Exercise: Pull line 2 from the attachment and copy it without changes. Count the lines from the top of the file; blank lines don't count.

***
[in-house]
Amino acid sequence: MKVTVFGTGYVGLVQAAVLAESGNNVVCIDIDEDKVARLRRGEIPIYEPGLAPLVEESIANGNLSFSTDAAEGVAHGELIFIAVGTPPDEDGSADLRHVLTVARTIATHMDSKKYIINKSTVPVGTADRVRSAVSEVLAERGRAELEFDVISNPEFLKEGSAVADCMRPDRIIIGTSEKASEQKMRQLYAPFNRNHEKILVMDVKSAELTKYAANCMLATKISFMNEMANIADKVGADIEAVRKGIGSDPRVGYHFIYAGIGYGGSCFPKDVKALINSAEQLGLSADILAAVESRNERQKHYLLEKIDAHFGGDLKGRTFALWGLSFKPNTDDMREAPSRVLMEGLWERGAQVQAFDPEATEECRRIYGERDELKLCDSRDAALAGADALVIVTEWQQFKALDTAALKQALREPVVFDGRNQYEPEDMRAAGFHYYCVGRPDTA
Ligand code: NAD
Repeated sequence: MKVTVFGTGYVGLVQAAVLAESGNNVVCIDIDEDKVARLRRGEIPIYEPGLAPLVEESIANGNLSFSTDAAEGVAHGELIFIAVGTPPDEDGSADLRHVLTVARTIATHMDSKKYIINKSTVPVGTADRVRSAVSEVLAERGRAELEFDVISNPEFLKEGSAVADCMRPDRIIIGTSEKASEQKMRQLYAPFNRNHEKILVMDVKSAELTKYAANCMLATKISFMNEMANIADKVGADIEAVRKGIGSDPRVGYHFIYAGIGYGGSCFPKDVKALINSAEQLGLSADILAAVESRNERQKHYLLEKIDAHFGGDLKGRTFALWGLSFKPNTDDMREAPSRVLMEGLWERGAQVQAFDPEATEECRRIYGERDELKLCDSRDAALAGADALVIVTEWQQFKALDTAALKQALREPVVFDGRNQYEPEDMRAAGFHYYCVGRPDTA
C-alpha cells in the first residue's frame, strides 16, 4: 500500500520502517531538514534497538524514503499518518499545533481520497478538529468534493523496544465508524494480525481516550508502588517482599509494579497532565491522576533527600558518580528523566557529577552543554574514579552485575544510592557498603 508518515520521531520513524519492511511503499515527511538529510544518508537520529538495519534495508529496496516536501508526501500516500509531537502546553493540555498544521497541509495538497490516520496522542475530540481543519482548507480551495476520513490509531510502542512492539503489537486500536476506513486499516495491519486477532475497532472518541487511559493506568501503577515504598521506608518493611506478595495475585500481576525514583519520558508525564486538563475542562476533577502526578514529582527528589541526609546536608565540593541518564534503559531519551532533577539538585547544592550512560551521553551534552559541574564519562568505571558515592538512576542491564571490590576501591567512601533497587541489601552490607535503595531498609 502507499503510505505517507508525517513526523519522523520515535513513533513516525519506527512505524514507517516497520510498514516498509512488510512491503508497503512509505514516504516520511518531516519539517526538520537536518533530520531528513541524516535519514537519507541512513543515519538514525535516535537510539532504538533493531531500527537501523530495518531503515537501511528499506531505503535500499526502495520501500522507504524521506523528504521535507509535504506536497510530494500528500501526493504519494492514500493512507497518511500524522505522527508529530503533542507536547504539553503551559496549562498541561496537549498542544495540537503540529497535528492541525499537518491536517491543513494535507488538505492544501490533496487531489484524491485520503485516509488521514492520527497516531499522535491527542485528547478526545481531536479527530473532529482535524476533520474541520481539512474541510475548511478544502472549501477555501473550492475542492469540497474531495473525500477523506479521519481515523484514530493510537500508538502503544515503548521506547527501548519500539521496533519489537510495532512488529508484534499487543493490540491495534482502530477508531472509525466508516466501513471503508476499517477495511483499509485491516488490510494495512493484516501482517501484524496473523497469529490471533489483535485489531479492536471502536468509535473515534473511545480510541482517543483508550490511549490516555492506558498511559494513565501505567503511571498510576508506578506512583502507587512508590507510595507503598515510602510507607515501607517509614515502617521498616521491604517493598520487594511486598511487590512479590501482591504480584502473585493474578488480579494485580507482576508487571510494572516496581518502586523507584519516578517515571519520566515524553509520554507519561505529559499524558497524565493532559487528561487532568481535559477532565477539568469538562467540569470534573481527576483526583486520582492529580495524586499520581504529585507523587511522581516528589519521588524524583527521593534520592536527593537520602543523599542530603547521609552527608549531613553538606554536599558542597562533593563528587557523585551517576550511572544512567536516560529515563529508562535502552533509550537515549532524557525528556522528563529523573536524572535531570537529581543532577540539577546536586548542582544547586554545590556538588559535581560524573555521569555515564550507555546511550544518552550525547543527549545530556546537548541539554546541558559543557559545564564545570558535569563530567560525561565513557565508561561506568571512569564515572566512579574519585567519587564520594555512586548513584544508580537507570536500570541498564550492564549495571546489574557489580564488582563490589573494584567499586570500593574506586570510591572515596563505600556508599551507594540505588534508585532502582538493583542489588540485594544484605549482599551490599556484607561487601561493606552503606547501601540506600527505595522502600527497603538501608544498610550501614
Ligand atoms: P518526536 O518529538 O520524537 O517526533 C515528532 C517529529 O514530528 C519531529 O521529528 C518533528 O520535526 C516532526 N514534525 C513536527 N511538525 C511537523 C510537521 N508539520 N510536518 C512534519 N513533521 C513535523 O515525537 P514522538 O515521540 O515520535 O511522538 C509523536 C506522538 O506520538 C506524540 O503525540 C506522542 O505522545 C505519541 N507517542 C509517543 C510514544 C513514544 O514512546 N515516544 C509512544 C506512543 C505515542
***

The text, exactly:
Amino acid sequence: MKVTVFGTGYVGLVQAAVLAESGNNVVCIDIDEDKVARLRRGEIPIYEPGLAPLVEESIANGNLSFSTDAAEGVAHGELIFIAVGTPPDEDGSADLRHVLTVARTIATHMDSKKYIINKSTVPVGTADRVRSAVSEVLAERGRAELEFDVISNPEFLKEGSAVADCMRPDRIIIGTSEKASEQKMRQLYAPFNRNHEKILVMDVKSAELTKYAANCMLATKISFMNEMANIADKVGADIEAVRKGIGSDPRVGYHFIYAGIGYGGSCFPKDVKALINSAEQLGLSADILAAVESRNERQKHYLLEKIDAHFGGDLKGRTFALWGLSFKPNTDDMREAPSRVLMEGLWERGAQVQAFDPEATEECRRIYGERDELKLCDSRDAALAGADALVIVTEWQQFKALDTAALKQALREPVVFDGRNQYEPEDMRAAGFHYYCVGRPDTA